It occurred to me that this kid, living in his double-screen world, could very well end up sitting in the jury box of your next trial. If he’s lucky, there will be a single foam-core poster board proudly displaying page 4 of a key document. And if he’s really lucky, there may be a PowerPoint show containing 40 bullet-pointed slides explaining the expert’s opinion. But, there won’t be interactive games or FaceTime connections with friends four states away.
By: Laura L. Dominic
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I have led or helped lead over 400 mock trials in the past thirty years. In that time, I have learned what works and what does not. Below, I share twelve of the best lessons that I believe litigators can take from all of my accumulated experience.
1) Don’t pull punches on the opposing side.
In mock trials, we often see counsel hone their messages and themes, as well as throw their best ammo at their own side’s presentation, but come up short when preparing the case for the opposing side, whether intentionally or unwittingly.
2) Use balanced litigation graphics for both sides.
Understandably, in an effort to contain cost, as well as their natural desire to make the best case for their client, counsel often creates more and better-aimed litigation graphics for their own side, but may make an anemic attempt, if any, to create punchy graphics to drive home opposing points.
by Laurie R. Kuslansky, Ph.D.
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What if I told you that you could predict the success or failure of stocks in the first few weeks after their IPO, knowing nothing about the company other than their name? What if you only knew the ticker symbol? A team of psychologists investigated this question and determined that you can, in fact, predict early stock success on name alone . Specifically, the fluency of a name matters, in a positive way. Companies and ticker symbols that are fluent, or easy to read and pronounce, outperform those that are not. For example, with all else being equal, Sprint, with the simple ticker symbol S, will outperform Pfizer, symbolized by PFE.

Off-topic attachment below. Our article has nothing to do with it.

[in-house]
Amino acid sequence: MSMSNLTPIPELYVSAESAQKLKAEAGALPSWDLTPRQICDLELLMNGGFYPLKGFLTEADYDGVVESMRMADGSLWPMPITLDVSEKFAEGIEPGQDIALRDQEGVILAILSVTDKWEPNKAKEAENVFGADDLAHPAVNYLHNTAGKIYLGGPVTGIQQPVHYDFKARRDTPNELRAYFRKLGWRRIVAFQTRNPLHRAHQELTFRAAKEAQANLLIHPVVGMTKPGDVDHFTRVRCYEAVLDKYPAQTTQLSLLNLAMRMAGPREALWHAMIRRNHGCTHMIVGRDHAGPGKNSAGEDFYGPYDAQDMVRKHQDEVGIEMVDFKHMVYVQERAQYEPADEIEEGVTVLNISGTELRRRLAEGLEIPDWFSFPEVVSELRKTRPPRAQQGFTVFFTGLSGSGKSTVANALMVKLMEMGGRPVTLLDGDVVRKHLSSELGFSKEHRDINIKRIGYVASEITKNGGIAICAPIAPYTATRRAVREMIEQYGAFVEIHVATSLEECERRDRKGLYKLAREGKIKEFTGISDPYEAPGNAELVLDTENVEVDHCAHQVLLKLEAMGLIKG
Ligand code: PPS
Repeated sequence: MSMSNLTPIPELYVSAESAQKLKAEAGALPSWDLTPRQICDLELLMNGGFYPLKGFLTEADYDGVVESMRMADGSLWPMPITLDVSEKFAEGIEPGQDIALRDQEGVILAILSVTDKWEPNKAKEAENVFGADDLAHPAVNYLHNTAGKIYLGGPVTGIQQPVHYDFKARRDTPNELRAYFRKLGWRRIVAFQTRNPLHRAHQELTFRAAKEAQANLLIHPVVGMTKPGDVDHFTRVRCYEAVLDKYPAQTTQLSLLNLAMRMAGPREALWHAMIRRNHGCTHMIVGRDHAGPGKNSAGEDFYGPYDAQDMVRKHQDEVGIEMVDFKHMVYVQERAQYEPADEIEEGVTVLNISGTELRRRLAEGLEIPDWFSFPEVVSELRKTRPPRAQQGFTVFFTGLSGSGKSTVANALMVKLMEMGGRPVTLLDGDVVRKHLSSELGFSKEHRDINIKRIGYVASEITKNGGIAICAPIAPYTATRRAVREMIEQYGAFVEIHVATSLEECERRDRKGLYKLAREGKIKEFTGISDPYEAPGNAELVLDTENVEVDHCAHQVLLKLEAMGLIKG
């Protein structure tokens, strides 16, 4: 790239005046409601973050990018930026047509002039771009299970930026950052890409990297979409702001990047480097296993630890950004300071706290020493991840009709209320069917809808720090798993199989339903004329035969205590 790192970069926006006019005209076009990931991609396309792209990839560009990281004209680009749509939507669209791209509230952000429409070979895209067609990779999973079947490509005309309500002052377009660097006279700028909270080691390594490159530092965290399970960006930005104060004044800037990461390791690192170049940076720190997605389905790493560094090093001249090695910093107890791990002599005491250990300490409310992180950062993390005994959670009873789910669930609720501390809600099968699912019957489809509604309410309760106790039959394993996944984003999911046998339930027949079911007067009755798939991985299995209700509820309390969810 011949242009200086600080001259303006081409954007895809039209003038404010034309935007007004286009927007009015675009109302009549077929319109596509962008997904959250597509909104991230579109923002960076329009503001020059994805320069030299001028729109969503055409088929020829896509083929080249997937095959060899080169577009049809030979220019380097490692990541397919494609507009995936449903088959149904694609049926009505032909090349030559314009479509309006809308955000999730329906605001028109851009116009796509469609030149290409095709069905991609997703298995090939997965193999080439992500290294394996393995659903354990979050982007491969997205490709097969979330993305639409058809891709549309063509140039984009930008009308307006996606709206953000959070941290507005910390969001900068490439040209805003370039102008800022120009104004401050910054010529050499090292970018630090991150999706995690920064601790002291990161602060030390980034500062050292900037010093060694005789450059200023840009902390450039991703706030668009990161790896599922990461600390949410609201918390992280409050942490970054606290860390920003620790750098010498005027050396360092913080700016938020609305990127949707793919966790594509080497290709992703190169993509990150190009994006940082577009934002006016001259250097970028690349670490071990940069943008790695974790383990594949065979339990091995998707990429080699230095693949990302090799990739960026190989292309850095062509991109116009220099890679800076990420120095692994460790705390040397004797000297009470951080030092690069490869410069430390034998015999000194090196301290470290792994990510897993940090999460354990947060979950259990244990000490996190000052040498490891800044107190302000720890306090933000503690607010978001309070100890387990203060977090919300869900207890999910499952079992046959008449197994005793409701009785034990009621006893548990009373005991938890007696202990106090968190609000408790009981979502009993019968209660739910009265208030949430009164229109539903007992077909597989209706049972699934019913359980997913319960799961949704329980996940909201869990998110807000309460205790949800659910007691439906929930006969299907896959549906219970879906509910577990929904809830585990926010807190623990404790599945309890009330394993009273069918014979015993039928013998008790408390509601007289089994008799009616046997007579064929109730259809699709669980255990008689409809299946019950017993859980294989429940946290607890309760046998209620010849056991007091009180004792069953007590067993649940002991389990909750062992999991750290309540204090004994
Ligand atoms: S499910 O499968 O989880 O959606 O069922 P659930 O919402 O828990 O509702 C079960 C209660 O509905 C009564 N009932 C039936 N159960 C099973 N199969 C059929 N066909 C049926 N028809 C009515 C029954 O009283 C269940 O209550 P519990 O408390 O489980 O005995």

The psychological reason: humans prefer simplicity. This same effect has been found in various areas of impression formation and human interaction.
By: Jonathan Lytle Ph.D.
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By Rich Matthews
I sat through some opening statements the other day, and can only just now talk about it. Even now, at some points in the story, I feel like pointing to a doll to communicate exactly where and how the two men in the black suits hurt me.
They did some good things – they actually had crafted some themes and frames that might still turn out to be pretty effective. But as an interested professional, I was looking for those things and was willing to sniff through a hill of crap to find the truffles. Fifteen jurors and alternates, I noticed, did not write down a single one of the themes that I thought were good.
What made these opening statements so bad? Well, the common lawyer tropes that make most opening statements so lousy. Look, just because you have heard something from older lawyers about How To Do Things, it doesn’t mean they are right about it. As I point out to people who proudly declare themselves “old school,” there are usually good reasons they tear down old schools and put up new ones. So let’s go through those vampiric clichés that suck the life blood out of a speech and never quite die.
Read more here: http://juryology.com/2013/05/17/the-five-dos-and-12000-donts-of-opening-statements/
By Laurie R. Kuslansky, Ph.D.
1) Anyone can call himself or herself a “jury consultant.” There are two basic types of jury consultant: those with appropriate credentials . . . and everyone else. Those with appropriate credentials have a background in a relevant field, such as psychology, sociology, or the law, with the training, skills and knowledge to provide bona fide and reliable data collection and interpretation. This includes knowledge and respect for appropriate research design, statistics….
Read more here: http://www.a2lc.com/blog/bid/65332/6-secrets-of-the-jury-consulting-business-you-should-know?utm_source=linkedin&utm_medium=social&utm_content=279952